Ophthalmologic procedures performed in an outpatient setting do not appear to be associated with an increased risk for acute myocardial infarction (AMI), according to a study published online March 22 in the Annals of Internal Medicine.
Abhijit Sen, Ph.D., from the Norwegian University of Science and Technology in Trondheim, and colleagues examined the short-term risk for AMI associated with ophthalmologic procedures in a population-based nationwide study with a case-crossover design. First-time patients with AMI, aged 40 years and older, were identified via inpatient registries and were linked to outpatient surgical procedures in Norway and Sweden. For each participant, exposure to ophthalmologic procedures in the zero to seven days before AMI diagnosis was compared to exposure during a seven-day period 30 days earlier using self-matching. Data were included for 806 patients with AMI.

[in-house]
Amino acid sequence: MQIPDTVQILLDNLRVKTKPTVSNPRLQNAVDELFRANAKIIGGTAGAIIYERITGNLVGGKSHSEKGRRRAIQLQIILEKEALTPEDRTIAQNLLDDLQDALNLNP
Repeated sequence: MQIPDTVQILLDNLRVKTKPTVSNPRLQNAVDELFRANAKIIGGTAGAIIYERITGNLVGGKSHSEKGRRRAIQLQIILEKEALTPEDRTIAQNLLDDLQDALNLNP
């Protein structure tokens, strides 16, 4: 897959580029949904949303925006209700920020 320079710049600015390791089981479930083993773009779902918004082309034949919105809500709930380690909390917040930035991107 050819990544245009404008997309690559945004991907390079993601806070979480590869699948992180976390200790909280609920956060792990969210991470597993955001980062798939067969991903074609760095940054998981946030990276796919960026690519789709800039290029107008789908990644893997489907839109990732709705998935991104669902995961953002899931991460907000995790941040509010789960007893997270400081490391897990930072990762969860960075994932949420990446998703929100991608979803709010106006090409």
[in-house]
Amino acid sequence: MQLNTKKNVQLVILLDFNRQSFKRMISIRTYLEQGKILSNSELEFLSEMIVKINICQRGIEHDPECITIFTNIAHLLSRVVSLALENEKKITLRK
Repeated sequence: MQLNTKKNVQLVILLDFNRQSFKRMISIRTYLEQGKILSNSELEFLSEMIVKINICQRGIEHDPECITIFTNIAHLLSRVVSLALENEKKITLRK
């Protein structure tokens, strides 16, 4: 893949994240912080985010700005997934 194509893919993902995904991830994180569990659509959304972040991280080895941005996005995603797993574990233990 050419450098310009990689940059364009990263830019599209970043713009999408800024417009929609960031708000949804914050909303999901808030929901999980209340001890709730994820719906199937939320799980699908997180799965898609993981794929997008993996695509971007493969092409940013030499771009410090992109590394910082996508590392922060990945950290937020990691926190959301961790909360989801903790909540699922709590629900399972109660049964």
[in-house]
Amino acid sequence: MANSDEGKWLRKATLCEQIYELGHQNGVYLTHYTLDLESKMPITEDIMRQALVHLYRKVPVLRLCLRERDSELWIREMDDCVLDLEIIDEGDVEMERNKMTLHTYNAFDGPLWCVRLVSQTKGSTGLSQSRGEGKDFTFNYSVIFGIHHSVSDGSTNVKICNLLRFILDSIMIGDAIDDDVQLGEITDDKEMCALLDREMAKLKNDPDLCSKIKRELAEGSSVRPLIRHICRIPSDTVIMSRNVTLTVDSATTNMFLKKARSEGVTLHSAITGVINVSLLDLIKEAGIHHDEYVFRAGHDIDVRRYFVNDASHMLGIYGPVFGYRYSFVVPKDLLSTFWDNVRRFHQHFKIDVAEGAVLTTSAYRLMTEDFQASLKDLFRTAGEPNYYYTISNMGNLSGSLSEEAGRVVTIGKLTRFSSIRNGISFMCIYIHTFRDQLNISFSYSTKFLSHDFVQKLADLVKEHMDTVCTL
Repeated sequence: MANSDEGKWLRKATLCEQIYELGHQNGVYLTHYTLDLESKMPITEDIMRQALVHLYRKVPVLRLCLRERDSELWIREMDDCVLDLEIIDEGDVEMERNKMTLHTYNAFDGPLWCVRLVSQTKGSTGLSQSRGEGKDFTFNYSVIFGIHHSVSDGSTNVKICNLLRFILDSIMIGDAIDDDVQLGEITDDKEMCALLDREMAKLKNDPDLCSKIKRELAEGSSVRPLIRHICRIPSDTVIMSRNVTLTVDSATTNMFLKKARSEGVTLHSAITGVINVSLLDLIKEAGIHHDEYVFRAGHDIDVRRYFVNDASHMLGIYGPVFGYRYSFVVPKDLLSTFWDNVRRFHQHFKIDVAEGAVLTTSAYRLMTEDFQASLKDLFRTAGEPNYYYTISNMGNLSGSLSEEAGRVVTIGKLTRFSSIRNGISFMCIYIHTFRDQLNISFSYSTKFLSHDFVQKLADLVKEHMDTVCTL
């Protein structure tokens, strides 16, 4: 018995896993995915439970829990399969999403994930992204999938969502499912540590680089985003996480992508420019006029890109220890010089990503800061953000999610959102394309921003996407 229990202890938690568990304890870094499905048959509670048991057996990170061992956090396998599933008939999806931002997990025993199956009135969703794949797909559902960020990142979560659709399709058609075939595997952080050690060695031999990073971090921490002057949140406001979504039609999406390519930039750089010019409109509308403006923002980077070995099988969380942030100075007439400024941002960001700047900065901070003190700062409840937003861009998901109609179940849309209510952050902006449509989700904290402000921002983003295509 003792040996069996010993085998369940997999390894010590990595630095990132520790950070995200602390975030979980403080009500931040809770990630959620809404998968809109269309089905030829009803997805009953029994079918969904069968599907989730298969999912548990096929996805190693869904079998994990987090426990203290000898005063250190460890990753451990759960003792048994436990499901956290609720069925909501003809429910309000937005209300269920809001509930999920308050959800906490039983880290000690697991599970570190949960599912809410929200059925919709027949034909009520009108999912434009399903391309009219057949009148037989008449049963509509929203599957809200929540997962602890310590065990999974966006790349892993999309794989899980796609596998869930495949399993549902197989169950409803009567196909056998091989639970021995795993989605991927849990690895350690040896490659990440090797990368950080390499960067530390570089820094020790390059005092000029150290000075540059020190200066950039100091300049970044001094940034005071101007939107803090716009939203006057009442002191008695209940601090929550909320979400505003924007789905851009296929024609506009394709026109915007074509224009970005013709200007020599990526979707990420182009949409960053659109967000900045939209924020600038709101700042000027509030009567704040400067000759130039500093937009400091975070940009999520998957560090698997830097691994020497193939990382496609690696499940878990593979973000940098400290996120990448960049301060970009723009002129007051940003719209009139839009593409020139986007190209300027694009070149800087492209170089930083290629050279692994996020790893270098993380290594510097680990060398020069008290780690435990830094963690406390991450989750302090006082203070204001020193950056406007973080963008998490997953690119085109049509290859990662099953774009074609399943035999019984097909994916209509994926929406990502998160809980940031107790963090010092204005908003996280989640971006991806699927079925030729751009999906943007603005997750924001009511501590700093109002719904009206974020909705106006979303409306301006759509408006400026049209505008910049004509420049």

The researchers found that the likelihood of AMI was lower in the week after an ophthalmologic procedure than during the control week (odds ratio, 0.83). When analyses were stratified by surgery subtype, anesthesia, duration, invasiveness, patient age, or comorbidity, no evidence of increased risk for AMI was seen.
"Ophthalmologic procedures seemed to be safe in general and the perioperative measures taken to decrease AMI risk seem to be satisfactory," the authors write. "However, while clinicians are doing particularly risk-prone procedures with high invasiveness, it is still important that they consider every possible preventive strategy to decrease excess risk, including a thorough preoperative health assessment or risk stratification before elective surgery."